The comprehension of IVD symbols on RDTs is poor

The present study showed that laboratory staff in different international settings scored poorly at comprehension of IVD symbols displayed on RDTs. This is in contrast to the general perception of regulatory authorities: FDA refers to internal validation processes to claim understanding of the symbols by laboratory users of various educational backgrounds, providing acquaintance through information leaflets and training. Likewise, EN 980:2008 describes the IVD symbols as self-evident to healthcare professionals with no need for further explanation (with the exception of the symbol 'Do not use when package is damaged') [3, 9]. Of most concern are the low scores for the IVD symbols related to safety, e.g. 'Biological risk', 'Do not reuse' and 'Consult instructions before use', even when presented in context, since IVD symbols are considered an important element in risk reduction [3]. Despite these claims, it is clear that actual comprehension of the IVD symbols does not reach the intended level, which suggest to review the comprehension validation procedures.

Most graphical symbols in use in community or professional life pertain to transportation, industry or trade [14] and few evaluations of the comprehension of graphical symbols among end-users have been conducted, particularly in non-industrialized countries. When performed, comprehension studies focused on hazard or chemical symbols and addressed industry, agriculture of trade workers [5, 15]. Only a single study assessed the comprehension of symbols among HCW in Germany and China: among the surveyed symbols (displayed on electrical and medical equipment,), there were two IVD symbols, 'Date of manufacture' and 'Do not reuse'. These two symbols scored poorly (correct by less than 50% of participants) both in Germany and China.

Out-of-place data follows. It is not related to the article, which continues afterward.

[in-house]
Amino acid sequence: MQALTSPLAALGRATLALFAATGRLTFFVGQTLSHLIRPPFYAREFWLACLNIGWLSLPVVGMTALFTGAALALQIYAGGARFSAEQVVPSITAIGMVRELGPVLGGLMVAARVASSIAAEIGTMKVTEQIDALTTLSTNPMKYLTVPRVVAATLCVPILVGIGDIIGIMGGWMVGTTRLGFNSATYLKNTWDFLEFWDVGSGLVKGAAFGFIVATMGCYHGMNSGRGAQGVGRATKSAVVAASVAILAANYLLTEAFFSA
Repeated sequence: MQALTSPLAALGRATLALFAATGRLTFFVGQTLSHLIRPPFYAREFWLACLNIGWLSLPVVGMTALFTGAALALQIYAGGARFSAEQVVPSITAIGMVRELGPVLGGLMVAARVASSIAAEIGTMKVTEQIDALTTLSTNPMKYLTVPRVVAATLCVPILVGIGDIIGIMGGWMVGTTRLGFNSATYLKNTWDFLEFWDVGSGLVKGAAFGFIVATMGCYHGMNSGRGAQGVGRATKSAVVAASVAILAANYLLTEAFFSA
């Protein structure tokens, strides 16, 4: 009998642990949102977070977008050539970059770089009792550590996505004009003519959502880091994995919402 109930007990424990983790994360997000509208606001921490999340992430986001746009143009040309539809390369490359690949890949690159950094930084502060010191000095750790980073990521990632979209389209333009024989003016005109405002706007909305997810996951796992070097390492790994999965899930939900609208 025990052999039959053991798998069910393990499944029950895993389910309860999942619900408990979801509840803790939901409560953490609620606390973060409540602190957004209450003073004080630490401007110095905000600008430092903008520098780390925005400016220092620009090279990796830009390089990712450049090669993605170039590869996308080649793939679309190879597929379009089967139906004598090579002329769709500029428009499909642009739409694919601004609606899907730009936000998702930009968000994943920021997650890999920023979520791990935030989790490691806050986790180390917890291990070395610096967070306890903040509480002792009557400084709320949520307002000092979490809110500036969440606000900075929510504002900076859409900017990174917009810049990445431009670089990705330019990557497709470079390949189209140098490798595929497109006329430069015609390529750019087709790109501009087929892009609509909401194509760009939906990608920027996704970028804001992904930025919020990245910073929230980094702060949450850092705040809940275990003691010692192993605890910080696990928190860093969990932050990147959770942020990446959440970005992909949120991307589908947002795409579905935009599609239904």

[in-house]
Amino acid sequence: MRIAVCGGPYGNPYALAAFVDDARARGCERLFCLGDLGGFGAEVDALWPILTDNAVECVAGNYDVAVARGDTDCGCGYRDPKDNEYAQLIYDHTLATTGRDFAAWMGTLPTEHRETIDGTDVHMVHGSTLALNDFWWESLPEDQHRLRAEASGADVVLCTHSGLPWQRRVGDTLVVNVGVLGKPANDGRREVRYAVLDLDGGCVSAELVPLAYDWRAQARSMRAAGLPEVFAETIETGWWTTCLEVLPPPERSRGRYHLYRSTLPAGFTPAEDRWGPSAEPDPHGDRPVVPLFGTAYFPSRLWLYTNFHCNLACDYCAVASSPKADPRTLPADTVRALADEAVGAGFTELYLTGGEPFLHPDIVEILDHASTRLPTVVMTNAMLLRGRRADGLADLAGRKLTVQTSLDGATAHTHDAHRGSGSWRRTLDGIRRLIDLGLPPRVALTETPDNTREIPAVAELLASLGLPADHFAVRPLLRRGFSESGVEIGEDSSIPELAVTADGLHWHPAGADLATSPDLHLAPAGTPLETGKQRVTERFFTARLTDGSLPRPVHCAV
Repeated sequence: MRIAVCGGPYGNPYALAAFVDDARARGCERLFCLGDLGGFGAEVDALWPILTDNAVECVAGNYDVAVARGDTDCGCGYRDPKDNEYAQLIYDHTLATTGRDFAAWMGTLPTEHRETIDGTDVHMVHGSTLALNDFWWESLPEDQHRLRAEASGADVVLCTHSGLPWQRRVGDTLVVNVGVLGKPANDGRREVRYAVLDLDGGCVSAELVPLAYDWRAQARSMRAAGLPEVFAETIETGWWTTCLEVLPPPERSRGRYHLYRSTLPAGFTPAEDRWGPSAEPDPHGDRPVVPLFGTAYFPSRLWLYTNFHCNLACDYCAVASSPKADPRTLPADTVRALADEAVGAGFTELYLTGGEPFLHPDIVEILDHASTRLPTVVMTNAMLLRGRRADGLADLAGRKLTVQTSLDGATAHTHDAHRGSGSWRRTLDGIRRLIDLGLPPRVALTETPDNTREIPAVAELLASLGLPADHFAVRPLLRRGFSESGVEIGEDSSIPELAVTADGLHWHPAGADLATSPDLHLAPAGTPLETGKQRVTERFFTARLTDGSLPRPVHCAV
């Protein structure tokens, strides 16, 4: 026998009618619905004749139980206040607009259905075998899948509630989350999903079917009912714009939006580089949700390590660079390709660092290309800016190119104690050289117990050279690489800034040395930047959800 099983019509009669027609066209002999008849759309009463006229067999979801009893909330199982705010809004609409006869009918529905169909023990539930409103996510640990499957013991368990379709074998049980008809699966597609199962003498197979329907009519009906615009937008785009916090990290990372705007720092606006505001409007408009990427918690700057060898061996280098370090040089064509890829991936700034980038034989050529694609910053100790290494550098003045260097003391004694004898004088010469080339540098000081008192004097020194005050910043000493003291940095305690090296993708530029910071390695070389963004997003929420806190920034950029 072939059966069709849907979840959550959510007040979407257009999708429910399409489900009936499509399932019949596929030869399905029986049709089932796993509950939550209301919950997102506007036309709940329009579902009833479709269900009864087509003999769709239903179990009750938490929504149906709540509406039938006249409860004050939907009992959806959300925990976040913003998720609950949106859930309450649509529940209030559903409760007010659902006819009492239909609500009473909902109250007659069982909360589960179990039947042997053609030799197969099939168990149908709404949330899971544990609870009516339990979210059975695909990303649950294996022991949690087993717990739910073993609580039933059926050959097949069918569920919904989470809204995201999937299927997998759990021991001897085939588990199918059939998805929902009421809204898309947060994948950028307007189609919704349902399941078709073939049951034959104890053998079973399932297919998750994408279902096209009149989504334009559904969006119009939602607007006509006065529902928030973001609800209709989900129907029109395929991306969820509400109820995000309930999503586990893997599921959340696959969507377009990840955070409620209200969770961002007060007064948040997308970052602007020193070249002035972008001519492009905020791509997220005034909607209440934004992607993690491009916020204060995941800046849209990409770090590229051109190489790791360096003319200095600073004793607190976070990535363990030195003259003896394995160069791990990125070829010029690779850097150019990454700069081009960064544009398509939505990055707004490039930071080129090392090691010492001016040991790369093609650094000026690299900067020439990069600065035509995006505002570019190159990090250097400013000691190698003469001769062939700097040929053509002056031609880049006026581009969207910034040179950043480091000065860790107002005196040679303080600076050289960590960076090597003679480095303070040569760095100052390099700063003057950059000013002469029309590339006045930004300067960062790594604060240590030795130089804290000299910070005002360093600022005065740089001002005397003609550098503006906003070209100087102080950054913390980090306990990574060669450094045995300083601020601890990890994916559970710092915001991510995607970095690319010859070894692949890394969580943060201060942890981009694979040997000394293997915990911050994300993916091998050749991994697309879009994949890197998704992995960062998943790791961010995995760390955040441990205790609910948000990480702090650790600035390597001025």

Comprehension of symbols: pictorial and abstract designs

Graphical symbols are either pictorial/iconic (i.e. presenting familiar objects from daily life or alphanumeric data) or abstract (displaying an arbitrary figure). In the present survey, pure pictorial symbols, such as the umbrella of the 'Keep dry' symbol, generally scored better compared to abstract symbols, which scored lower even when presented in context and with dates or numbers referring to their meaning. The symbols 'Date of manufacture' and 'Sufficient for' did not reach the 50% correct score. Similar findings were observed for chemical hazard symbols surveyed among agricultural and industrial workers in Zambia: flame-like symbols were better understood than the St Andrew's cross [15]. On the other hand, pictorial symbols may entail confounders: i.e. the 'Do not reuse' symbol was explained as 'Do not give to children under two years old' by several participants in the present survey.

Comprehension of symbols: design, acquaintance, education and culture

Acquaintance and familiarity with graphical symbols are other factors favouring comprehension. For instance, the symbol 'Biological risk'-an abstract symbol-was best scored by the participants from Cuba, who had participated to a training in bio-safety matters shortly before the survey. Training and education are essential tools in the comprehension of chemical and safety symbols [16]. Likewise, the symbol 'Consult instructions before use' was scored best by the participants in Belgium, probably by a familiarity with other types of consumables and equipment marketed in the EU and affixing these symbols.

Finally, there is a possible role for cultural and educational factors. The present study was not designed to assess such factors and published literature provides little information about the relationship between cultural background and symbol comprehension. In a community setting in South Africa, locally designed pictograms for medicine instructions were better comprehended than internationally available pictograms [10], whereas a study of medicine instructions among immigrants of non-European descent in Canada showed that interpretation was related to educational level and visual literacy rather than to ethnic or demographic factors [7]. In the aforementioned study of symbols in intensive care units in Germany and China, no apparent cultural differences were identified but professional experience was identified as a factor influencing symbol comprehension [1].